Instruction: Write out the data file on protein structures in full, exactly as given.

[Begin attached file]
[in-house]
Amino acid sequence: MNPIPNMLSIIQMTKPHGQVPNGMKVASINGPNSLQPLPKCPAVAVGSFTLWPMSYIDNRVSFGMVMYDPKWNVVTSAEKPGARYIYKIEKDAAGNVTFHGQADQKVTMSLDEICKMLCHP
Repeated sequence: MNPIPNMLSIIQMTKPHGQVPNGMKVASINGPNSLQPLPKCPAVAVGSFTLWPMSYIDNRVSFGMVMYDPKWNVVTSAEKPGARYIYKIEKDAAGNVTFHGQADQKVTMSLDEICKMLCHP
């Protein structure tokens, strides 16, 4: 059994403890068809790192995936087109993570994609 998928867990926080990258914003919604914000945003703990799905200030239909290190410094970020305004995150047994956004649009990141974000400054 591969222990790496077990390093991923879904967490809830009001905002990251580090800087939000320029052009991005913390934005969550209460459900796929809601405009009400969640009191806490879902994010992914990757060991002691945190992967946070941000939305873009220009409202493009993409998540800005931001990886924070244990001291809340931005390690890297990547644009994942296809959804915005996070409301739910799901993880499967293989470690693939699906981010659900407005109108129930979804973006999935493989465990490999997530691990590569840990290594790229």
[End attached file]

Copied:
[in-house]
Amino acid sequence: MNPIPNMLSIIQMTKPHGQVPNGMKVASINGPNSLQPLPKCPAVAVGSFTLWPMSYIDNRVSFGMVMYDPKWNVVTSAEKPGARYIYKIEKDAAGNVTFHGQADQKVTMSLDEICKMLCHP
Repeated sequence: MNPIPNMLSIIQMTKPHGQVPNGMKVASINGPNSLQPLPKCPAVAVGSFTLWPMSYIDNRVSFGMVMYDPKWNVVTSAEKPGARYIYKIEKDAAGNVTFHGQADQKVTMSLDEICKMLCHP
């Protein structure tokens, strides 16, 4: 059994403890068809790192995936087109993570994609 998928867990926080990258914003919604914000945003703990799905200030239909290190410094970020305004995150047994956004649009990141974000400054 591969222990790496077990390093991923879904967490809830009001905002990251580090800087939000320029052009991005913390934005969550209460459900796929809601405009009400969640009191806490879902994010992914990757060991002691945190992967946070941000939305873009220009409202493009993409998540800005931001990886924070244990001291809340931005390690890297990547644009994942296809959804915005996070409301739910799901993880499967293989470690693939699906981010659900407005109108129930979804973006999935493989465990490999997530691990590569840990290594790229």